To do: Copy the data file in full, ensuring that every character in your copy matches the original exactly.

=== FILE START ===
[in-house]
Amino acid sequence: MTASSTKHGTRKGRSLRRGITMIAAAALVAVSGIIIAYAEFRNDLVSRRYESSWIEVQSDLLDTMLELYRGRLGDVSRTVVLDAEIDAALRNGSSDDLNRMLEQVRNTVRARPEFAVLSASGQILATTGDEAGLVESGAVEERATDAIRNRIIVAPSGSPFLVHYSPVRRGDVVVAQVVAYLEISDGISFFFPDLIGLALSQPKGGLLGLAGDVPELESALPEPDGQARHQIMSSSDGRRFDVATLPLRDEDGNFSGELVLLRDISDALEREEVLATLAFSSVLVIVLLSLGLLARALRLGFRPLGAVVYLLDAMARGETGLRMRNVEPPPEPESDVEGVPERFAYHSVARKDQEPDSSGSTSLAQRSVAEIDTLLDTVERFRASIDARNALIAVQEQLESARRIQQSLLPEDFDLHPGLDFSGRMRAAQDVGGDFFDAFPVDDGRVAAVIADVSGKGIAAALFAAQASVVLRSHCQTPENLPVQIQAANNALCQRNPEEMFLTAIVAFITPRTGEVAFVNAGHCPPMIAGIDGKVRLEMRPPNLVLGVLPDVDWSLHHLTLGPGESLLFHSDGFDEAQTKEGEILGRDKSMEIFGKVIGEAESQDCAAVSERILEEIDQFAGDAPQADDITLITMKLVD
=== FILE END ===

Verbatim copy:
[in-house]
Amino acid sequence: MTASSTKHGTRKGRSLRRGITMIAAAALVAVSGIIIAYAEFRNDLVSRRYESSWIEVQSDLLDTMLELYRGRLGDVSRTVVLDAEIDAALRNGSSDDLNRMLEQVRNTVRARPEFAVLSASGQILATTGDEAGLVESGAVEERATDAIRNRIIVAPSGSPFLVHYSPVRRGDVVVAQVVAYLEISDGISFFFPDLIGLALSQPKGGLLGLAGDVPELESALPEPDGQARHQIMSSSDGRRFDVATLPLRDEDGNFSGELVLLRDISDALEREEVLATLAFSSVLVIVLLSLGLLARALRLGFRPLGAVVYLLDAMARGETGLRMRNVEPPPEPESDVEGVPERFAYHSVARKDQEPDSSGSTSLAQRSVAEIDTLLDTVERFRASIDARNALIAVQEQLESARRIQQSLLPEDFDLHPGLDFSGRMRAAQDVGGDFFDAFPVDDGRVAAVIADVSGKGIAAALFAAQASVVLRSHCQTPENLPVQIQAANNALCQRNPEEMFLTAIVAFITPRTGEVAFVNAGHCPPMIAGIDGKVRLEMRPPNLVLGVLPDVDWSLHHLTLGPGESLLFHSDGFDEAQTKEGEILGRDKSMEIFGKVIGEAESQDCAAVSERILEEIDQFAGDAPQADDITLITMKLVD